A year on from the first national lockdown, the NHS Confederation is urging the government to remember the enormous human cost of the Covid-19 crisis as the health and social care sectors brace to battle a third wave of the virus.
According to the latest ONS mortality figures, the number of deaths registered in England and Wales in the week ending 12 March 2021 (Week 10) was 10,987, this was 605 fewer deaths than the previous week.
In Week 10, the number of deaths registered in England and Wales was 4.4% below the five-year average (511 fewer deaths), this is the first time that deaths have fallen below the five-year average since the week ending 4 September 2020.
Dr Layla McCay, director of policy at the NHS Confederation, said: ‘As these figures show deaths from Covid-19 continue to decline, we can be reassured of the continuing success of the vaccination programme, alongside a continued cautious approach, and public adherence to the restrictions.
‘However, on this day of reflection as one year passes since the first national lockdown, we must remember the enormous human cost of this crisis, with 146,000 people who have sadly lost their lives, and so many others deeply affected. It has been a year like no other, with many difficult lessons learned.
‘Yet while there is some cause for optimism, we must also acknowledge that we still face restrictions and will do for some time to come.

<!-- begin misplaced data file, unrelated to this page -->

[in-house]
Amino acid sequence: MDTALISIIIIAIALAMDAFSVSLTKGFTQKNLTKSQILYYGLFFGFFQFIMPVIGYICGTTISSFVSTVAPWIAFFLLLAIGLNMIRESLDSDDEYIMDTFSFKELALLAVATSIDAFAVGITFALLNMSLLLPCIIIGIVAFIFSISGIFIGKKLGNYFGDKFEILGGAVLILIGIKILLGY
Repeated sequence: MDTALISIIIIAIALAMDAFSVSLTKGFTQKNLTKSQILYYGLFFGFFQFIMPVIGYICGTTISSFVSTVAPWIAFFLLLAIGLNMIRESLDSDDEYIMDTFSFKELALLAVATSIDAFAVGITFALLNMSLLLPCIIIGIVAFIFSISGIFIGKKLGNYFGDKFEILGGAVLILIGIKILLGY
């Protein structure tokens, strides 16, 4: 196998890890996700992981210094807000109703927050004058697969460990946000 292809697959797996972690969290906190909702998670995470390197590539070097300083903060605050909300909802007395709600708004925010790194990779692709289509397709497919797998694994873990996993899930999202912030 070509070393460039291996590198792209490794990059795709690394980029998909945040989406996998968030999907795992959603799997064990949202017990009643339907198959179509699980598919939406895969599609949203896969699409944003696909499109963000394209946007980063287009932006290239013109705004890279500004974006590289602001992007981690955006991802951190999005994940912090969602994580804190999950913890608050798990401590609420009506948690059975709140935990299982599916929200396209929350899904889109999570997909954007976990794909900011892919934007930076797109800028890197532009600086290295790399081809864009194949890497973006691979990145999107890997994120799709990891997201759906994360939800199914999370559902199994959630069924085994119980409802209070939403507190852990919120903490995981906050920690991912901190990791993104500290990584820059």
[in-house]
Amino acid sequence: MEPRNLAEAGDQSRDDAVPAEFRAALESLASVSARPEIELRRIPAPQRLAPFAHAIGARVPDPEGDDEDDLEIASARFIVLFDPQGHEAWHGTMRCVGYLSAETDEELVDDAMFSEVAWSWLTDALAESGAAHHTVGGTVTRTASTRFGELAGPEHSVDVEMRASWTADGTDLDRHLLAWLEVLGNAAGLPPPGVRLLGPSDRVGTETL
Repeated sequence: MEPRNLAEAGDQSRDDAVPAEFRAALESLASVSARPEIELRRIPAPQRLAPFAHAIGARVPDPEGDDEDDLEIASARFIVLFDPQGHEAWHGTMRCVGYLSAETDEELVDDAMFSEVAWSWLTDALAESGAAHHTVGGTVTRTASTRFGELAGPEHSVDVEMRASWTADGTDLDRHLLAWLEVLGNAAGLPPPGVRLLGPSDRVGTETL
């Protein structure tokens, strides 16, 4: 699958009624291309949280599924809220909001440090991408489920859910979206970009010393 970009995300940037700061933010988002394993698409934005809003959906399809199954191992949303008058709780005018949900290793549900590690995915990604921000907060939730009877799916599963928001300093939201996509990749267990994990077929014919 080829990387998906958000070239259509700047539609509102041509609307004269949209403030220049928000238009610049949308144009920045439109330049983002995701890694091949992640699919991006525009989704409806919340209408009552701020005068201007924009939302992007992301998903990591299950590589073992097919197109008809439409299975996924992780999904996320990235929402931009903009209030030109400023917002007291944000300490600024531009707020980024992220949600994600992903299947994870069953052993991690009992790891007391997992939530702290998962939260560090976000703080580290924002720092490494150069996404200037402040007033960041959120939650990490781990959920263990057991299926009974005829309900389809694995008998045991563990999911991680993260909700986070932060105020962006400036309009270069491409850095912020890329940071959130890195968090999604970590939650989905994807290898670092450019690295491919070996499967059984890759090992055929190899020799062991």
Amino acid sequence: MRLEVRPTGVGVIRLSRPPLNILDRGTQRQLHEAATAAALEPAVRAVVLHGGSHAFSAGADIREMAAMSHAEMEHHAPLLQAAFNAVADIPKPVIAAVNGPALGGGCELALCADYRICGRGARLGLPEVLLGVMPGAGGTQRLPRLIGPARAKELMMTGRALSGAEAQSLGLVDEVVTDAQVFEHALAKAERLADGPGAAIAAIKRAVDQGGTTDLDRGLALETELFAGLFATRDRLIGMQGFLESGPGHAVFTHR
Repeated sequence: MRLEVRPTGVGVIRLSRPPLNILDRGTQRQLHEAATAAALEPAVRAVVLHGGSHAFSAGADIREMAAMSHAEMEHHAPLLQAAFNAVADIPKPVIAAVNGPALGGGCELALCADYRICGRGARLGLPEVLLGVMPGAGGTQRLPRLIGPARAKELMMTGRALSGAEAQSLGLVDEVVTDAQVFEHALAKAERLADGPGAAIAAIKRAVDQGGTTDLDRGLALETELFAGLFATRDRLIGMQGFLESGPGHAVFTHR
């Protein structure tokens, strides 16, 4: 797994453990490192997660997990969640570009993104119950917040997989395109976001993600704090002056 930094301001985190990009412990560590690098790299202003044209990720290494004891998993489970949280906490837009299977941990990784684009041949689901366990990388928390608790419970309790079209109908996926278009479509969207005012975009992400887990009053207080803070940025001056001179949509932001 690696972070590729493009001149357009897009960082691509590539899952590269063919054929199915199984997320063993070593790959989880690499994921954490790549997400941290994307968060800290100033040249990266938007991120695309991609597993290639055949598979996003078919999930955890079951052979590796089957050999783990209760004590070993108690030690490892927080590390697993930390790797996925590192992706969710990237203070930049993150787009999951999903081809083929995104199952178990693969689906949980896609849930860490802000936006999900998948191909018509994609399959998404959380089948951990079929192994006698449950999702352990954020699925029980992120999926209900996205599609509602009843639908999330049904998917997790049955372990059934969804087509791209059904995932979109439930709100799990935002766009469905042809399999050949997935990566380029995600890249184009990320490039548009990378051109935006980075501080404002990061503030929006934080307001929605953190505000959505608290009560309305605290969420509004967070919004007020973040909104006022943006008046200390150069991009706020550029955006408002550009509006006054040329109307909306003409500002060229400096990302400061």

‘The NHS is still under real pressure, with a mammoth and ever-growing backlog of treatment, as well the challenge of supporting the many people who are still being affected by Covid-19, those who have longer-term symptoms, and those with associated mental health needs.
‘The prime minister has warned that the renewed wave of Covid infections in Europe is more than likely to affect the UK, and that there is a real need to avoid complacency, and maintain social distancing, mask-wearing and hand hygiene.
‘Our NHS teams, especially in primary care, have been working flat out to deliver the vaccination programme, but any delays in supplies could slow down the ability to protect every adult in the UK.
‘We urge the government to take stock, keep learning the hard lessons, and offer the support the health service needs.’
A Department of Health and Social Care spokesperson said: ‘The Covid-19 vaccine rollout is the biggest vaccination programme in NHS history, and so far our heroic health and care staff have vaccinated more than 27m people.
‘We have visited every eligible care home in England, offered vaccines to all staff and are doing everything we can to ensure all those who can take up the vital offer.
‘All eligible staff can book using the national booking service. “We have introduced measures specifically designed to increase uptake of the vaccine including working with local leaders in communities with lower take up to maximise vaccination numbers and save thousands of lives.’
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